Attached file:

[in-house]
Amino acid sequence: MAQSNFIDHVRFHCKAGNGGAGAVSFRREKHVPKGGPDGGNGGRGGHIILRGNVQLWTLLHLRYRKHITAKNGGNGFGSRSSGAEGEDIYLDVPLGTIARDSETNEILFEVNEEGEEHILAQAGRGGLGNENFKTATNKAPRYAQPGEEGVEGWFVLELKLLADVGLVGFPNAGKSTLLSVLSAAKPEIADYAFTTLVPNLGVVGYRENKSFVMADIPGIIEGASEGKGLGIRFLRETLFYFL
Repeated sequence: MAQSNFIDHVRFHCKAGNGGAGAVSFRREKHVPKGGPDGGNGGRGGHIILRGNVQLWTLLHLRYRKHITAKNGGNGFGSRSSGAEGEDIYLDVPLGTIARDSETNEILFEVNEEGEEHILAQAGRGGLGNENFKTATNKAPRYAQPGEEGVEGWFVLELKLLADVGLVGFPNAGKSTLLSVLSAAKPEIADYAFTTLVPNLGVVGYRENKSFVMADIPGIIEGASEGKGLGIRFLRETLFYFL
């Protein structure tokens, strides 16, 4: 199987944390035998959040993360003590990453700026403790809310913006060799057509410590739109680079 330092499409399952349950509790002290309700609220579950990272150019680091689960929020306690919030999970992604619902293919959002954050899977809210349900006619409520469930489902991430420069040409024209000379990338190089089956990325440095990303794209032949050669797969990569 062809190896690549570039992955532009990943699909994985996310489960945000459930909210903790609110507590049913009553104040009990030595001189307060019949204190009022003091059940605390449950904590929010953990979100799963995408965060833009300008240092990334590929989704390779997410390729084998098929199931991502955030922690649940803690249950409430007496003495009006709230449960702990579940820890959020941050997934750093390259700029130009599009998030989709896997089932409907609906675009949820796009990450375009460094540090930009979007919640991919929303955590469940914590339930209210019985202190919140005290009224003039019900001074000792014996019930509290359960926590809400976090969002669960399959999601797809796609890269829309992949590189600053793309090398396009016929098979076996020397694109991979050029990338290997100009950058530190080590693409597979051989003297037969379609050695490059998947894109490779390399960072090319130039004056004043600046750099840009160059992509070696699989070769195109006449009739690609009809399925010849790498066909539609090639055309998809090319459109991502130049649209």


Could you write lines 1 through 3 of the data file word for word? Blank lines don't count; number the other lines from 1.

[in-house]
Amino acid sequence: MAQSNFIDHVRFHCKAGNGGAGAVSFRREKHVPKGGPDGGNGGRGGHIILRGNVQLWTLLHLRYRKHITAKNGGNGFGSRSSGAEGEDIYLDVPLGTIARDSETNEILFEVNEEGEEHILAQAGRGGLGNENFKTATNKAPRYAQPGEEGVEGWFVLELKLLADVGLVGFPNAGKSTLLSVLSAAKPEIADYAFTTLVPNLGVVGYRENKSFVMADIPGIIEGASEGKGLGIRFLRETLFYFL
Repeated sequence: MAQSNFIDHVRFHCKAGNGGAGAVSFRREKHVPKGGPDGGNGGRGGHIILRGNVQLWTLLHLRYRKHITAKNGGNGFGSRSSGAEGEDIYLDVPLGTIARDSETNEILFEVNEEGEEHILAQAGRGGLGNENFKTATNKAPRYAQPGEEGVEGWFVLELKLLADVGLVGFPNAGKSTLLSVLSAAKPEIADYAFTTLVPNLGVVGYRENKSFVMADIPGIIEGASEGKGLGIRFLRETLFYFL